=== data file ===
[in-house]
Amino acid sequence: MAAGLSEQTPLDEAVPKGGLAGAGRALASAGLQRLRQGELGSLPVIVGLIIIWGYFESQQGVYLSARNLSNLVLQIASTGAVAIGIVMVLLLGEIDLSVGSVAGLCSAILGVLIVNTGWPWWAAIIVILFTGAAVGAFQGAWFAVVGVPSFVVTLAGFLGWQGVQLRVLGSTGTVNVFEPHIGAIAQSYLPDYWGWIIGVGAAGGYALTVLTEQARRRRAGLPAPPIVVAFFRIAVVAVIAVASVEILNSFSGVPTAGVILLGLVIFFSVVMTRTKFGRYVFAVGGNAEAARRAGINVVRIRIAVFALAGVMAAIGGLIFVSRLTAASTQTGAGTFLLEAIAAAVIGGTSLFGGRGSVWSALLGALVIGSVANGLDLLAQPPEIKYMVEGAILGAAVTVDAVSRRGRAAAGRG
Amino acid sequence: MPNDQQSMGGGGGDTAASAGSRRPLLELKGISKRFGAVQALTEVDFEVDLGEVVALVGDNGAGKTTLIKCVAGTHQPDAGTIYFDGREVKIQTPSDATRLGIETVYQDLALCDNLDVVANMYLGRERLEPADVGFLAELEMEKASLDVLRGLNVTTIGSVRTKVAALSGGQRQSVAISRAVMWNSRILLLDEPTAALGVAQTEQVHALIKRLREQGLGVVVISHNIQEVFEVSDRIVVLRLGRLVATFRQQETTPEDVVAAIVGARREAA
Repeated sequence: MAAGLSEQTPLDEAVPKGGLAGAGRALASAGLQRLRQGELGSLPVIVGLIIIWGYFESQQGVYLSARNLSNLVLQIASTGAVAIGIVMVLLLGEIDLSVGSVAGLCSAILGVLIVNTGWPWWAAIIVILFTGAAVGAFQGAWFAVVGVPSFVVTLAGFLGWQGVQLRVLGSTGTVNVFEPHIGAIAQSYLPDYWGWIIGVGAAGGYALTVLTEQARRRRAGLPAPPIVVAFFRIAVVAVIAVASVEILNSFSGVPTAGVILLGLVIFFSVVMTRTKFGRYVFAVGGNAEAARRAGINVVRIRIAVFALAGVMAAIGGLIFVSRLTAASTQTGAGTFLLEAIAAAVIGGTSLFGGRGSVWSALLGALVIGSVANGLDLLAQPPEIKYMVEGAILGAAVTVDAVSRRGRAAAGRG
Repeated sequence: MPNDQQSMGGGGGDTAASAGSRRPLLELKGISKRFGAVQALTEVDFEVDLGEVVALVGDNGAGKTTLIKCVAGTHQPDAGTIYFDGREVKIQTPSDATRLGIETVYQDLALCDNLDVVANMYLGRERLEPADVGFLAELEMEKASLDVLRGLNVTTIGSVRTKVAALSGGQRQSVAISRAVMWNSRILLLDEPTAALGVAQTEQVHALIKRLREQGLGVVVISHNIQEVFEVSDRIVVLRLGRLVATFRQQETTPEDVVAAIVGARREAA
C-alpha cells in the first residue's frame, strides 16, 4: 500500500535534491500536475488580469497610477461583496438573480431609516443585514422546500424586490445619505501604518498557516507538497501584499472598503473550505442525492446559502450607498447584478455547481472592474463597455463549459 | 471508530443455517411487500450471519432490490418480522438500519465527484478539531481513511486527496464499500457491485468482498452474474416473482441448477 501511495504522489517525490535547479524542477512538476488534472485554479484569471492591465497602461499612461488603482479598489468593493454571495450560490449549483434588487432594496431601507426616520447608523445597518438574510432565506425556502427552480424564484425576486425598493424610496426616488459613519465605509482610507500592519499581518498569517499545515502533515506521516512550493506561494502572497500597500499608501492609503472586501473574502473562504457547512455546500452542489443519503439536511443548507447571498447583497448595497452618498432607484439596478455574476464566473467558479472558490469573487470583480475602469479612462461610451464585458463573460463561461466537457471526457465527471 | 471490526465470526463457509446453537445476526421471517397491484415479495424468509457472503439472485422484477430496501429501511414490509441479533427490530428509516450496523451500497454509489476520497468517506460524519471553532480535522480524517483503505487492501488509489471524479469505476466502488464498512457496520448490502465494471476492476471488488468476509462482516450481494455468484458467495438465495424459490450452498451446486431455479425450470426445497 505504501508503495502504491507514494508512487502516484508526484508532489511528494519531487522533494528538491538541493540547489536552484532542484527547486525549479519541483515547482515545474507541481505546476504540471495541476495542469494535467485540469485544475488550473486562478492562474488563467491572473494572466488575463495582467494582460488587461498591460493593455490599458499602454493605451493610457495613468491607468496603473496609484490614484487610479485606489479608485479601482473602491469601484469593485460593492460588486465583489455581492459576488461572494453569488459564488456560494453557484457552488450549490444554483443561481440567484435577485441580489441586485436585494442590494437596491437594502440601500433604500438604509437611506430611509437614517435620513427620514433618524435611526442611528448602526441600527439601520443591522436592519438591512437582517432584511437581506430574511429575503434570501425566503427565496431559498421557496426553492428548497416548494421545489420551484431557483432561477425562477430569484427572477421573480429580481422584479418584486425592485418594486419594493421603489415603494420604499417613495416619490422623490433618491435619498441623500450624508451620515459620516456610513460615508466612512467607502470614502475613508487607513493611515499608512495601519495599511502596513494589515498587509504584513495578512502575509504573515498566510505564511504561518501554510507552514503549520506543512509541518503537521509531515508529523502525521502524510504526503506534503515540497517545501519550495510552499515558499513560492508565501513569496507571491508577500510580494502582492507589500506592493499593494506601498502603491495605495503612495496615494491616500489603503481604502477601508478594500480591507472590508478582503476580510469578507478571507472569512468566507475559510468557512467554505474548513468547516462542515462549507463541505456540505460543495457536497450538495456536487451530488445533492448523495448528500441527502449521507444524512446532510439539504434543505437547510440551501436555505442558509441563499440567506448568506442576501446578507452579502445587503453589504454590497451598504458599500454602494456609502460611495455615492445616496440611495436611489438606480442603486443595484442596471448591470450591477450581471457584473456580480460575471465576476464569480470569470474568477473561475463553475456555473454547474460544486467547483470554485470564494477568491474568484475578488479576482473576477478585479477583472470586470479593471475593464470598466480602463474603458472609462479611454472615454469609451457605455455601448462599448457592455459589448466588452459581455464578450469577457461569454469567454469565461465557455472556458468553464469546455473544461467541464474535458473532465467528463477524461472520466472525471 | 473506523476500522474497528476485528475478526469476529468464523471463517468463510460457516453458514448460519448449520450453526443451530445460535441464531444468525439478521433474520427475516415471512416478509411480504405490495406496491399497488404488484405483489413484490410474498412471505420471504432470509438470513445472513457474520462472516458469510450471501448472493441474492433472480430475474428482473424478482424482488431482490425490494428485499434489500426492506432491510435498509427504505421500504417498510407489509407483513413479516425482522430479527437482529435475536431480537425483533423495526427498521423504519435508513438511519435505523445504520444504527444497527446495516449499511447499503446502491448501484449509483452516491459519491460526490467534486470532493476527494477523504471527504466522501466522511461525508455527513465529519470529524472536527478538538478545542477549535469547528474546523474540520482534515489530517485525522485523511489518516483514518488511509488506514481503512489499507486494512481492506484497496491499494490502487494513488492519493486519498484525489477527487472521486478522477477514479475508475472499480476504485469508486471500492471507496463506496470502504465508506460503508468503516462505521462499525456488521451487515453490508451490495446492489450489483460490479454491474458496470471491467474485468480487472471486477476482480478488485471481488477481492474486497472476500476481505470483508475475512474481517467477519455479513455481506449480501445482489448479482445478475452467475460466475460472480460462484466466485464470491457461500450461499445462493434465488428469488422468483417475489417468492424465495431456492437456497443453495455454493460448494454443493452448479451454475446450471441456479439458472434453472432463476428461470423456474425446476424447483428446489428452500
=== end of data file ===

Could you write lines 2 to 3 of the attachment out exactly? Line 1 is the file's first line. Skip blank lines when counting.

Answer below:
Amino acid sequence: MAAGLSEQTPLDEAVPKGGLAGAGRALASAGLQRLRQGELGSLPVIVGLIIIWGYFESQQGVYLSARNLSNLVLQIASTGAVAIGIVMVLLLGEIDLSVGSVAGLCSAILGVLIVNTGWPWWAAIIVILFTGAAVGAFQGAWFAVVGVPSFVVTLAGFLGWQGVQLRVLGSTGTVNVFEPHIGAIAQSYLPDYWGWIIGVGAAGGYALTVLTEQARRRRAGLPAPPIVVAFFRIAVVAVIAVASVEILNSFSGVPTAGVILLGLVIFFSVVMTRTKFGRYVFAVGGNAEAARRAGINVVRIRIAVFALAGVMAAIGGLIFVSRLTAASTQTGAGTFLLEAIAAAVIGGTSLFGGRGSVWSALLGALVIGSVANGLDLLAQPPEIKYMVEGAILGAAVTVDAVSRRGRAAAGRG
Amino acid sequence: MPNDQQSMGGGGGDTAASAGSRRPLLELKGISKRFGAVQALTEVDFEVDLGEVVALVGDNGAGKTTLIKCVAGTHQPDAGTIYFDGREVKIQTPSDATRLGIETVYQDLALCDNLDVVANMYLGRERLEPADVGFLAELEMEKASLDVLRGLNVTTIGSVRTKVAALSGGQRQSVAISRAVMWNSRILLLDEPTAALGVAQTEQVHALIKRLREQGLGVVVISHNIQEVFEVSDRIVVLRLGRLVATFRQQETTPEDVVAAIVGARREAA